Memorial Honors St. Petersburg Veterans
By GRAHAM COLTON, Writer, TB Reporter
A memorial was recently dedicated to honor St. Petersburg’s casualties of all wars since World War I.
ST. PETERSBURG – A new Veterans Memorial honors St. Petersburg’s soldiers who died from war, not just those who perished fighting in war.
The memorial, at Dell Holmes Park, 2741 22nd St. S, is dedicated to fallen St. Petersburg veterans of World War I, World War II, the Korean War, the Vietnam War, the Gulf War, Operation Enduring Freedom and Operation Iraqi Freedom. It honors not only those who died in combat, but those who died fighting the after-effects of combat.
“We didn’t have anything like [the St. Petersburg Veterans Memorial],” Charles Claybaker said. “All these young people who pay the sacrifice, and we didn’t have any memorial for it.”
Claybaker, a retired Army Ranger staff sergeant, is the founder and CEO of the Claybaker DUSTOFF Foundation. DUSTOFF stands for “Dedicated, Unhesitating Support to Our Fighting Forces.” Claybaker, who suffered broken bones and a traumatic brain injury in an Osprey crash in Afghanistan, started his foundation as a way of giving back after he and his wife received a home from Building Homes for Heroes.
The St. Petersburg memorial was dedicated recently during a ceremony that featured, among others, Gold Star mothers. They are mothers whose children have been lost to wars.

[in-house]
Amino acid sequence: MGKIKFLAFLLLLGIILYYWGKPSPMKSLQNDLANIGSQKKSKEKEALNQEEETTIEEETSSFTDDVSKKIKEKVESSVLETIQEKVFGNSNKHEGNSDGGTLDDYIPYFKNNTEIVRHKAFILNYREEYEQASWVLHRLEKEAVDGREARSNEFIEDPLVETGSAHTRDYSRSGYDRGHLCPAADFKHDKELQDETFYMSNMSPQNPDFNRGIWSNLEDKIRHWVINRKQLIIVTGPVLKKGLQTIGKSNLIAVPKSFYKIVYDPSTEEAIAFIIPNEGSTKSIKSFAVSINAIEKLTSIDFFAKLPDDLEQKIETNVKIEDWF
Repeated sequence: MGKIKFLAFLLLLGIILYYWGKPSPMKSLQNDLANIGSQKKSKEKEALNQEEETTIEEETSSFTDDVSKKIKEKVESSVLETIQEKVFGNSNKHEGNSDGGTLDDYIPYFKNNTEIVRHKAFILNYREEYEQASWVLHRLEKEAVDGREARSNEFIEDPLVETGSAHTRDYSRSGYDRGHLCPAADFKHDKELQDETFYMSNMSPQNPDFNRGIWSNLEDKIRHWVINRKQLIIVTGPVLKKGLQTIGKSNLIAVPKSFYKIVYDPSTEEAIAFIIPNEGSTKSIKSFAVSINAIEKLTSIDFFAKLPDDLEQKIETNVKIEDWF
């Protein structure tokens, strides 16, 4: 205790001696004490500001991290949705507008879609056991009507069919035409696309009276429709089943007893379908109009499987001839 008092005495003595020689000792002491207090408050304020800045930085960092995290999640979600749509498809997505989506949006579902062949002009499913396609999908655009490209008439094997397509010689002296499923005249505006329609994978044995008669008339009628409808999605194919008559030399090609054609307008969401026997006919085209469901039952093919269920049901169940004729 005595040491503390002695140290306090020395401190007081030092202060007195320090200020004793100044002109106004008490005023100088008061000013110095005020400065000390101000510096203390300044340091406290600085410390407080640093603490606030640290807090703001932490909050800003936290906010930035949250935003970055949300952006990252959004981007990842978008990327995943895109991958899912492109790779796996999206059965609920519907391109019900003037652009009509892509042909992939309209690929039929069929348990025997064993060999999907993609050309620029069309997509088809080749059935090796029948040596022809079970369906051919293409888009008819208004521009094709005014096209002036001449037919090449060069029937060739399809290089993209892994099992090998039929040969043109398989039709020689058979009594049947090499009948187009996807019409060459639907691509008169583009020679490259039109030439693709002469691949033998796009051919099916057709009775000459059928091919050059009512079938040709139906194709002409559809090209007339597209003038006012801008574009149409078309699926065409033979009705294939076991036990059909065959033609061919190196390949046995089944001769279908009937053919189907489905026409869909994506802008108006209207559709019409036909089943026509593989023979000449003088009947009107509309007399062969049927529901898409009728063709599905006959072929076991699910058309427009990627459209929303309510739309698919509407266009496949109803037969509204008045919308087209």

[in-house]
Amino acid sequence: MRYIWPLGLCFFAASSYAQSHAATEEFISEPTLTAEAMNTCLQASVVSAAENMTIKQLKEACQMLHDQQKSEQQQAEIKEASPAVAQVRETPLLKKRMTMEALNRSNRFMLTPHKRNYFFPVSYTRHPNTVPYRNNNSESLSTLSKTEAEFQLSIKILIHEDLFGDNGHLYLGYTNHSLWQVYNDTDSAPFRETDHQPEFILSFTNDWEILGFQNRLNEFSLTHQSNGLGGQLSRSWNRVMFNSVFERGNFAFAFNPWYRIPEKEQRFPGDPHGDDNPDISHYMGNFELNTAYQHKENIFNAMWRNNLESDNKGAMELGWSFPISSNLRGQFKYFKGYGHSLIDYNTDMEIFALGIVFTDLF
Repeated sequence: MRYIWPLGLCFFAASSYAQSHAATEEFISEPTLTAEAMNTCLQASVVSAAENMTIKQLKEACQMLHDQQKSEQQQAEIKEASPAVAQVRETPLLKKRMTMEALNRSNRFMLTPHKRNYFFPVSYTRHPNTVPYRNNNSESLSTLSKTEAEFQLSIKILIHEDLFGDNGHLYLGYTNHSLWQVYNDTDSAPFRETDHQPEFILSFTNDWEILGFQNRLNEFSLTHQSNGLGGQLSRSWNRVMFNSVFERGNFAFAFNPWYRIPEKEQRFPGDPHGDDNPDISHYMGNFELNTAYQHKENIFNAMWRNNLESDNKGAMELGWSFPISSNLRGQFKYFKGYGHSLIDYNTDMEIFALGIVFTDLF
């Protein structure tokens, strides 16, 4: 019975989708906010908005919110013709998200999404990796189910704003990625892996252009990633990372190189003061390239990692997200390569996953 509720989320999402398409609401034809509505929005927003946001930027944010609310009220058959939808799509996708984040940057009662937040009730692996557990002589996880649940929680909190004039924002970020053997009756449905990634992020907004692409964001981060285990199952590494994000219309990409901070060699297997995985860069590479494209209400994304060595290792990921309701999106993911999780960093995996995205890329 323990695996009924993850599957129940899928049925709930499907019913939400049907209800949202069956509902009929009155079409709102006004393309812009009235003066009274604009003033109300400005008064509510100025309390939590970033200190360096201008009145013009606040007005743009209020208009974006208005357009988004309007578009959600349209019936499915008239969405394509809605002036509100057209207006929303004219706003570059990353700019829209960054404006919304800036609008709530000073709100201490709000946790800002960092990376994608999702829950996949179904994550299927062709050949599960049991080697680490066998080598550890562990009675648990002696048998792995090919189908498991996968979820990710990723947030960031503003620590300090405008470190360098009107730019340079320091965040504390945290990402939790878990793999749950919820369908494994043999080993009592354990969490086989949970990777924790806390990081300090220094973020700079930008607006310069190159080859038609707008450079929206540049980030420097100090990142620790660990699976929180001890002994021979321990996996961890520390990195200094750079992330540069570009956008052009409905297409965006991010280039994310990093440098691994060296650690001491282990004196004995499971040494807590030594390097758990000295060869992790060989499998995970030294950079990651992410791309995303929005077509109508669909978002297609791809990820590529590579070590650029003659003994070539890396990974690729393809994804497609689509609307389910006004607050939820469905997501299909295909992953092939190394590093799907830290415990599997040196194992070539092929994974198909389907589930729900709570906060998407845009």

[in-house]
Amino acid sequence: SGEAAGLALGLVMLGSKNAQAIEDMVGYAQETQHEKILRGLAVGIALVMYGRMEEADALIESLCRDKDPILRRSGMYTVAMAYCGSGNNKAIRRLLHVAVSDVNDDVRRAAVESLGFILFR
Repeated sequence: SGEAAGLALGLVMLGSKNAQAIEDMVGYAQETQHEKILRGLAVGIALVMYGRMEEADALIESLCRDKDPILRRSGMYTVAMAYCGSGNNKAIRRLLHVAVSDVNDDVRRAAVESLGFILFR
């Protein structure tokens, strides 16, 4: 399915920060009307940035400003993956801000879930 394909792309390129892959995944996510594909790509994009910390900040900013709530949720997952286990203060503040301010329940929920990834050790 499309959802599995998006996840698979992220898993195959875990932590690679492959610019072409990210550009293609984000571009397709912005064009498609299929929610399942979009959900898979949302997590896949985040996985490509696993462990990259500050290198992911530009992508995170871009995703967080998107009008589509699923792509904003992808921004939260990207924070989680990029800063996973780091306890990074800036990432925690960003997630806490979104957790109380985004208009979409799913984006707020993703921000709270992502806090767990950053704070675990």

“I never saw him so excited in my life about something,” Yolanda Mercado said of the time that her son, Army Pfc. Jalfred David Vaquerano, spent training for the military. “Xbox was his favorite thing to do, but not even Xbox was as important to him at that time.”
As many in the crowd fought back tears, another Gold Star mother, Ernestina Nuñez, spoke of the battles that her son, Marine Lcpl. Daniel Nuñez, continued to fight even after the completion of his military service.
“[Military service] is a job,” she said. “And there’s nobody – nobody – that can take the job home, and live with the job, and go to bed with the job.”
She recalled telling her son, who suffered from post-traumatic stress disorder, to try to forget about his time in the military.
“Nobody takes the job on their shoulders day after day, just forget about it,” she said she told her son. “My son never could forget about it until one day he decided that he couldn’t co-exist anymore with everything.”
Cpl. Nuñez ended his own life in 2015.
St. Petersburg City Council member Charlie Gerdes characterized the soldiers’ deaths as “the perfect sacrifice.”
Army Maj. Gen. Edward F. Dorman, III explained to the civilians in the audience how they, too, could serve their country.
Dorman said, “If each of us will leave here today with the resolve to strengthen our commitment to our nation and the values for which it stands…then I would offer that those who were taken from us prematurely will be able to look down and know that their lives had meaning and made a difference.”
He added, “While you honor us for our service and sacrifice, without your love and unconditional support, we would not be able to do what we do.”
The St. Petersburg Veterans Memorial is the first of three memorials in Pinellas County to be constructed by the Claybaker DUSTOFF Foundation. Plans are underway for the construction of two more memorials elsewhere in the county.
Photos by Graham Colton, Writer, TB Reporter.
Veterans Memorial | Dell Holmes Park | Claybaker DUSTOFF Foundation | Charlie Gerdes | Veterans | Special Interest | Tampabay News
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